“The world in which we live is not the only one in which we shall live or have lived”.
For some people, such words will be nothing more than another example of illogical New Age nonsense. Others may cry “blasphemy!”, and say that (an all-loving) God shall condemn those who believe in reincarnation to an eternity of suffering. What irony, then, to discover that the author of such supposed illogical blasphemy was Kurt Gödel, one of the greatest pioneering logicians in history and a close companion to Albert Einstein at the Institute for Advanced Study, Princeton. A deep understanding and wide implementation of Gödel’s related ideas would undermine a variety of ill-founded power structures, if only we were brave enough to undertake the quest.
Many academics, in both the arts and sciences, suppress or ignore ideas that threaten their power base. (And while it’s true that everyone does this in one way or another, shouldn’t we expect better from researchers who are appaently in search of truth and knowldege?) In this case, Gödel’s above quotation and related ideas (such as “Materialism is false” and “Concepts have an objective existence”) threaten two currently reigning yet competitive academic paradigms: one is materialism/scientism, and the other includes various incarnations (pun intended) of antirealism. Materialism says that only physical things are real, and scientism says that only science can provide true answers about reality. Antirealism, on the other hand, denies that there is any objective truth about anything (including science), and sometimes even denies that there is any reality outside of whatever happens to be going on in your own mind.
These two (usually) opposed camps both stand to lose significant ground if Gödel is correct. Indeed, this would ultimately dismantle the foundations of both modernity and postmodernity and reveal a truly new emerging paradigm, one that is rooted in antiquity but that must be revised and further developed to be most beneficially applied today and in the future.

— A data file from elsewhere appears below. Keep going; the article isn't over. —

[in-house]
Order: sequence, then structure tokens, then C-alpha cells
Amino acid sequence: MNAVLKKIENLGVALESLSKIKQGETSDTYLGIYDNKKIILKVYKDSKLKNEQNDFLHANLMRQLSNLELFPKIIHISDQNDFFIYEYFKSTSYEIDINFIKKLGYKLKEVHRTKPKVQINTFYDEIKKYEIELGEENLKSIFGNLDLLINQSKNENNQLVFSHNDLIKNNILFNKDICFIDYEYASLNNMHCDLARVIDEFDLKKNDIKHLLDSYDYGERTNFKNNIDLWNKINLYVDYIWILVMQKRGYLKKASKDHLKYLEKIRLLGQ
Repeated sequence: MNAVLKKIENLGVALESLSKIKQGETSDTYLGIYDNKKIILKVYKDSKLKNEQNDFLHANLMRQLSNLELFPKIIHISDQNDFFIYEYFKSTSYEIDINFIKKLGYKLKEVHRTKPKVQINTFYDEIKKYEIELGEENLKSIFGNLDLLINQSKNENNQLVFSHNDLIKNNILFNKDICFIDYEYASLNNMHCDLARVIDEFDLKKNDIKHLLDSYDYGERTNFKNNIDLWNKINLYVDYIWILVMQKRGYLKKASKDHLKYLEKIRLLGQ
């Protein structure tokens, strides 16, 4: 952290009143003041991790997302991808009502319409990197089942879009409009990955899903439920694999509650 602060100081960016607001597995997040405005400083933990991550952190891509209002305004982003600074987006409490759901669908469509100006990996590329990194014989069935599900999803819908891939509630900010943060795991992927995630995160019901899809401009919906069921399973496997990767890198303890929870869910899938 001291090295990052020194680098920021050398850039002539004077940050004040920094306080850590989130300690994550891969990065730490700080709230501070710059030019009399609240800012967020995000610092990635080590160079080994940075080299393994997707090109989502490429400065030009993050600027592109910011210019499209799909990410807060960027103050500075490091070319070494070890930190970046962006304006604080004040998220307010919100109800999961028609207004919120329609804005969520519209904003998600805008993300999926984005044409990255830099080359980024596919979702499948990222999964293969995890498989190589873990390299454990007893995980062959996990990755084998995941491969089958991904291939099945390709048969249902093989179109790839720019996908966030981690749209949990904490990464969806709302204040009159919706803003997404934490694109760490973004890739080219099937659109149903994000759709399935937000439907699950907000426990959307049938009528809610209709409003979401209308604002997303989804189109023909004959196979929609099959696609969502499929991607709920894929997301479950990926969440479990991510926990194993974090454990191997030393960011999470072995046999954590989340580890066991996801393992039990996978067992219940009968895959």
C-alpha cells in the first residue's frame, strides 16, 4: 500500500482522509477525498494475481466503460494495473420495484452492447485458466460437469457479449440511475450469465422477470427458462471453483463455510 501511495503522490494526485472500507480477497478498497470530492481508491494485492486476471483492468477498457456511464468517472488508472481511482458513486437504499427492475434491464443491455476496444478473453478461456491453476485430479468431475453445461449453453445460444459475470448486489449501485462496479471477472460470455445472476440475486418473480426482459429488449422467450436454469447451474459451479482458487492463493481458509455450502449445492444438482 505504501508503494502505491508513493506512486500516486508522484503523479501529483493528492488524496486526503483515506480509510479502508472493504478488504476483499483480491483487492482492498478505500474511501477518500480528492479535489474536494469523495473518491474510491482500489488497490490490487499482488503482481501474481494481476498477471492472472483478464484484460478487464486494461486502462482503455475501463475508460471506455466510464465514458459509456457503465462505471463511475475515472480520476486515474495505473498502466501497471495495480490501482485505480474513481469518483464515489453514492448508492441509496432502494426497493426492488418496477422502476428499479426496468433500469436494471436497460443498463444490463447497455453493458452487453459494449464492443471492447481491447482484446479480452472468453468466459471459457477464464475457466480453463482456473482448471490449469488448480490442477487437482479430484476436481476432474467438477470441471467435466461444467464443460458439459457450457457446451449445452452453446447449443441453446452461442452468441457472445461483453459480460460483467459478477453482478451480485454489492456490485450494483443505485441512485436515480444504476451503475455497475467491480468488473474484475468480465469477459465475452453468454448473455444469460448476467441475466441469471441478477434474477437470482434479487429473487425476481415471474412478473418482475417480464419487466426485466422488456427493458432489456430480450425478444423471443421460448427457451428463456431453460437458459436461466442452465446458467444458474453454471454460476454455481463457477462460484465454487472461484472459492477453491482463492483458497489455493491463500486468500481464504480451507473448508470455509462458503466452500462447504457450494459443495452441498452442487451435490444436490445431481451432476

So, is reincarnation logical? Well, yes and no. The answer depends very much upon a deeper examination of what is meant by logic, and how logic differs from rationality (or reason, what the ancient Greeks called logos). Briefly put: an argument can be logically valid and yet lead to a conclusion that is not rational, or an argument can be rational and yet not be logically valid. (Further explanation soon becomes quite complicated, but you can read a previous post for a brief relevant sample of the limitations of logic: “The snake eats its own head“.)
Depending upon your starting assumptions, one could provide a valid logical argument in support of reincarnation, as well as one against reincarnation. Therefore, in one sense it is meaningless to say that belief in reincarnation is logical, or that it is illogical. The more helpful question would be: is it rational to believe in reincarnation? If you say yes, then you are in good intellectual company with Gödel, but this leads to a lot of very difficult implications that most people who believe in reincarnation prefer to ignore (fill in your own controversial examples here). If you say no, then at least refrain from making the false claim that your denial of reincarnation is rooted in, or proven by, either science or logic.
At the very least, we need to stop pretending that there are easy, clear-cut answers to such profoundly difficult metaphysical questions.